Stephen, please stop your insinuations, trying to tar those who provide valuable links and deabtes to this blog is not necessarry or clever.
    If you want to do something about Russian oligarchs and their influences here, most of them seem to congregate in London, why don’t you go and see what you can do about it with some of your FoI comrades in the Labour party?
    If you sing the right songs they might even let you into their illustrious places, try No1 Marble Arch, the penthouse, always a good start.

  • Uzbek in the UK

    Goodness Mary,
    .
    Circumstances in 1917 in Russia are hardly comparable to those in the UK today.
    .
    There will be no revolution in the UK. Majority of population here are politically inactive (meaning they do not care who is running the country all they care about is their job/benefits/pension). Yes, there is a problem with those things but absolute majority still have jobs/benefits/pensions and thus they will not support any type of revolution nor they will join Occupy London crowd.
    .
    Some people on the left are trying to portrait this as revolutionary situation but this is far from truth. For revolution to take place as Lenin taught there should be situation when ‘lower classes (and presumably middle classes) cannot live by old rules and upper classes cannot govern by new rules’ then those lower classes take on upper classes and changes whole system of government. This on its own is pretty much disturbing and can cost nation much more than bailouts. That what has happened in Russia in 1917, twice.

  • MJ

    “it’s on Ch 85 Freeview”
    .
    Indeed and the Keiser Report is one of the few programmes on telly actually worth watchibg.

  • Stephen

    “Stephen, please stop your insinuations”

    Don’t you like it when someone responds in kind? I think you will find that I and others who try and put a contra view to the regulars on this blog are on the recieving end of rather more insinuations – well blow me down you end your post with another one.

  • Komodo

    Worth noting that most successful de facto revolutions in this country have been linked to power struggles between elite groups. We don’t usually call them revolutions, but the usual people got killed. Uzbek is perfectly correct. For a base-up revolution, the bourgeois and the peasants, to use old red terminology, must unite, and for that to happen, the bourgeois must feel hardship first. What we have in this country is not hardship. Or likely to be for some years. On the international historical scale, what we have is mild discontent, and a still-high standard of living for most. But still, even public unrest can influence governments, so the effort isn’t wasted.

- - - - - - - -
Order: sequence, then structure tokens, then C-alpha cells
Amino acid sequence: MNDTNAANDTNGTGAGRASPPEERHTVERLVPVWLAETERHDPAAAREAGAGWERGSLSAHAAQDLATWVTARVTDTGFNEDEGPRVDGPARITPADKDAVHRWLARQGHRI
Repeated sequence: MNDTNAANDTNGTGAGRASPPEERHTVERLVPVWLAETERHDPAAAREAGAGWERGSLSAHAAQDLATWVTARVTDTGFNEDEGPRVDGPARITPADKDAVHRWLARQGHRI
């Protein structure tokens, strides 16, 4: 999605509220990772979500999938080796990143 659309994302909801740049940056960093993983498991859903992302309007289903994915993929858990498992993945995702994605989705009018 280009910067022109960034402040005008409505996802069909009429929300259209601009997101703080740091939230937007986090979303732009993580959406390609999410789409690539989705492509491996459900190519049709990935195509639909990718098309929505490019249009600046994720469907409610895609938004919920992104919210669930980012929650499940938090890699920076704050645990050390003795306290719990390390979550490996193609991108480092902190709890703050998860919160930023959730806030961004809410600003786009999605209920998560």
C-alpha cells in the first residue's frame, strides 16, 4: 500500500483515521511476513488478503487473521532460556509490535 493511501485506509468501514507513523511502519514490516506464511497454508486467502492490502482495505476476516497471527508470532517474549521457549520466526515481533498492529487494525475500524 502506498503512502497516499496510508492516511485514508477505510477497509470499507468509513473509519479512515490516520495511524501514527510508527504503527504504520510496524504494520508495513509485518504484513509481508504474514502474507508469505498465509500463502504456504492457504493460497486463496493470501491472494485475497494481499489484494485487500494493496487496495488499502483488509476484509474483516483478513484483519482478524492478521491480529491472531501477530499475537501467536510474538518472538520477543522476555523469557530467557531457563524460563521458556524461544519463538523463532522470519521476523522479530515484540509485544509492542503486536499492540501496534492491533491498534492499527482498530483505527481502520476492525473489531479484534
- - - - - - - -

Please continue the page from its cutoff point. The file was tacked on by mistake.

• DonnyDarko

    I dont know Craig, but you might want to point out that British officials are preparing our military for a strike on Iran.
    http://www.guardian.co.uk/world/2011/nov/02/uk-military-iran-attack-nuclear
    Who are they ? How can we be bludgeoned into yet another war where there never seems to be another option except attack ?
    this is exactly what Fox and Werrity were up to and here we are already.
    What kind of country do we live in.
    Are we a vassal state of Israel ??

  • Seen This? Freedom Waves flotilla

    http://mondoweiss.net/2011/11/freedom-waves-to-gaza-flotilla-leaves-turkey-headed-to-gaza-organizers-it-is-time-to-lift-the-siege-of-gaza-which-deprives-1-6-million-civilians-of-their-rights-to-travel-work-study-develop.html

    The Irish yacht Saoirse (Freedom), which carries 15 activists, and the Canadian boat Tahrir (Liberation), which holds 12, will attempt to carry $30,000 in medical supplies beyond the Israeli blockade later this week. ‘Freedom Waves for Gaza’ is the 11th attempt by international activists to deliver humanitarian aid through the Israeli blockade of Gaza since 2008.

  • Uzbek in the UK

    Does not Iran have gas and oil? What else is needed to attack a sovereign state these days.
    .